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Stance on abortion

Current First Vice President of the chamber – she replaced Irish conservative Mairead McGuinness in 2019 when she was appointed European Commissioner for Financial Services and Capital Markets – her appointment has drawn much criticism from part of the left for her views on women’s reproductive rights and her repeated opposition to abortion, illegal in his native Malta. Despite this obvious obstacle, the Maltese, who represents the most progressive wing of the European Conservatives, has left a positive impression on another part of the bench thanks to her negotiating spirit in immigration policy and his support for the collective LGBTI.

Play too in his favor the fact that he is a woman. The presidency of the European Parliament has only counted in its history, more than twenty years ago, with two women at the helm – the French socialist Simone Veil and the French conservative Nicole Fontaine – and many of their colleagues consider that the time has come to pass the witness to a woman from a small country such as Malta, which together with Luxembourg or Cyprus has one of the smallest delegations with only 6 MEPs compared to 59 from Spain, 76 from Italy or 95 from Germany.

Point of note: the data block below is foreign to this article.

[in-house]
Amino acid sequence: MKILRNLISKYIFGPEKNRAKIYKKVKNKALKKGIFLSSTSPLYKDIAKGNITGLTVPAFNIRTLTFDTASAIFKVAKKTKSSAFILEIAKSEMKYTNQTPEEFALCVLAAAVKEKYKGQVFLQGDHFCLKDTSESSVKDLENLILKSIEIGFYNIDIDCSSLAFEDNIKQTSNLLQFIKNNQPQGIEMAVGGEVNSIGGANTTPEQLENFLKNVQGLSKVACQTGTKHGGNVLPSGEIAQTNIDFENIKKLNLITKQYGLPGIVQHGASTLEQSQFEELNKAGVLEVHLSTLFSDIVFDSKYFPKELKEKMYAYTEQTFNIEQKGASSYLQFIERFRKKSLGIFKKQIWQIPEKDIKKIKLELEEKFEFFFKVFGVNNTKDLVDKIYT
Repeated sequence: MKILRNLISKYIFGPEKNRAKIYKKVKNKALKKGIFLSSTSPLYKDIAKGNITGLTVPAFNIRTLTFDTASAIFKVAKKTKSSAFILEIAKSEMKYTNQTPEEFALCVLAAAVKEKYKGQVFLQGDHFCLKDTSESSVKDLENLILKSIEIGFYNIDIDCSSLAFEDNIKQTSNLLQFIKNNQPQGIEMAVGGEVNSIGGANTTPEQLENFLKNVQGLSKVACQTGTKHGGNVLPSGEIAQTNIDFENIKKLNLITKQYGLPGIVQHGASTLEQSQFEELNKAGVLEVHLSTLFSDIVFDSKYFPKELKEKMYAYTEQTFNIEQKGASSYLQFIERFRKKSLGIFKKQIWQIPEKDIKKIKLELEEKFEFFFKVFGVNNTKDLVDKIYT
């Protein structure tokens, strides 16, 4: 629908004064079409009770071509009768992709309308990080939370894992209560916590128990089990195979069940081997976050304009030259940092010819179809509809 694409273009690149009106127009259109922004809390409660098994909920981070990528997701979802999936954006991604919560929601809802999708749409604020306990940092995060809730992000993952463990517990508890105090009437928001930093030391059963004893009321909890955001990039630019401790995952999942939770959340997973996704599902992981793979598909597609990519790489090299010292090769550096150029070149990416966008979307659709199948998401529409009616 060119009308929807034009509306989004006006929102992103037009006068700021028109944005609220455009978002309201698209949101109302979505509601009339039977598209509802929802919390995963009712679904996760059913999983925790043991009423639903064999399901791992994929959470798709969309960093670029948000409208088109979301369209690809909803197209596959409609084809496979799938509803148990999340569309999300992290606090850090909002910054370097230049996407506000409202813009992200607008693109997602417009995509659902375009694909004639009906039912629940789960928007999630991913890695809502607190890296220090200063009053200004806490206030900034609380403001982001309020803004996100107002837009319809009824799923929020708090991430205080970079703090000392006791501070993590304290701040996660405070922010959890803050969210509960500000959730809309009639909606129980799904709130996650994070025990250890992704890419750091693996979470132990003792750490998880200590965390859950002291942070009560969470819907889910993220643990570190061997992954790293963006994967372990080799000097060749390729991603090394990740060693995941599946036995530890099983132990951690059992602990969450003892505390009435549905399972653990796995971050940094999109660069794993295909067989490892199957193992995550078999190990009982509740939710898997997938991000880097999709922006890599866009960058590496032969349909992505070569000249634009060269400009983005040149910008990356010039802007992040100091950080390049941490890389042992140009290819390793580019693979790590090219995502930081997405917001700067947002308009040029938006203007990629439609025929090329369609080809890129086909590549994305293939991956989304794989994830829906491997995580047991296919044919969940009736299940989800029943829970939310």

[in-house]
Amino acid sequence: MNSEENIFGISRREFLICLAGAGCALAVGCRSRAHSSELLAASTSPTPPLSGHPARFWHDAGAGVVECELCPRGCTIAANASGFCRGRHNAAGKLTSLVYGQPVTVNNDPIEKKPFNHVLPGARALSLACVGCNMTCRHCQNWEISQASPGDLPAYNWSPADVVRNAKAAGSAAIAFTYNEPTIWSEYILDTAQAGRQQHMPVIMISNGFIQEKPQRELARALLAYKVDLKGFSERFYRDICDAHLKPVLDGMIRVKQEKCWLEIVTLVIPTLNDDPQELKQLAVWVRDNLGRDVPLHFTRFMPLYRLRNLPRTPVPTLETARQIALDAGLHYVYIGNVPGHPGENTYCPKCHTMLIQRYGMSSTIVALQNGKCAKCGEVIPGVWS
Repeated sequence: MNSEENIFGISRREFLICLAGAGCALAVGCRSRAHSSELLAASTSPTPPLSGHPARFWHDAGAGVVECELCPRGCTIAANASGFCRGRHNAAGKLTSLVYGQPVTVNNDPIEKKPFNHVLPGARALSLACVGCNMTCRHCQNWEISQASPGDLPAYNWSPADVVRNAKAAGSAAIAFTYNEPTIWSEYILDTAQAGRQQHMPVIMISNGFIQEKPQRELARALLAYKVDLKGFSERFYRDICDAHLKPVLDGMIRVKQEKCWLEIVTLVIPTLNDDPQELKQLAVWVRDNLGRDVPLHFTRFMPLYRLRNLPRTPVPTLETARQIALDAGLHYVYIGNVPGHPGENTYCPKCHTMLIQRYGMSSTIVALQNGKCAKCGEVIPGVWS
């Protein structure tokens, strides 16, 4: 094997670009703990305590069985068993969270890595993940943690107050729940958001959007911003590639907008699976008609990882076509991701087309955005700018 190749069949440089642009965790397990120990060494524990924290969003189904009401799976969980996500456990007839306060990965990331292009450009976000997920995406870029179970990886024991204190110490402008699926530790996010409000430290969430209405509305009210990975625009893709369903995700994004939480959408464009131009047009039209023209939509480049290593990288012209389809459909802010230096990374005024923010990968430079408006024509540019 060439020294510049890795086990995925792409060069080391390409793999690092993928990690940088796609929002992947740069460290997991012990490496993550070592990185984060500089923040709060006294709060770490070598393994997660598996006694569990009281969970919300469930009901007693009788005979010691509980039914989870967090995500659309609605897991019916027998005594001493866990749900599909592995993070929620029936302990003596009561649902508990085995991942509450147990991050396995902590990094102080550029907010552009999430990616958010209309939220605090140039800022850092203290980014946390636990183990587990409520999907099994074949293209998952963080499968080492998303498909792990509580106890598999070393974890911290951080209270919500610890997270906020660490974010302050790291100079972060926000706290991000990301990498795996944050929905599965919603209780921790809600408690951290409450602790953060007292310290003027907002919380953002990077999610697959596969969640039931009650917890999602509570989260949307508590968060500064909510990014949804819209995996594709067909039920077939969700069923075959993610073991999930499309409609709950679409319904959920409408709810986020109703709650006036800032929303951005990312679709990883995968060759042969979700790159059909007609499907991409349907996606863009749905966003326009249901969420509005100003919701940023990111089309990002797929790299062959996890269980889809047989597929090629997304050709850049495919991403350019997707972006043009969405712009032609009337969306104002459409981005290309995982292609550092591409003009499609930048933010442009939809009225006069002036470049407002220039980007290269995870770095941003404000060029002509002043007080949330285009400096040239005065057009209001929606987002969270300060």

Transferring the presidency of the European Parliament to popular hands will allow save the pact of legislature closed two and a half years ago, although, at the same time, it will break the always difficult balance in the top European leadership, negotiated in July 2019, since the Socialists, who have regained ground at the political level and rule alone or in coalition in seven European Union countries, including powerful Germany, would lose one of the EU’s key positions. They do not preside over European Commission (Ursula von der Leyen, PPE), nor the European Central Bank (Christine Lagarde, PPE), nor the European Council (Charles Michel, Liberals). And to lose the European Parliament in two weeks -the vote is scheduled on January 18- they will only retain the post of High Representative for EU Foreign Policy, held by the Spanish socialist Josep Borrell.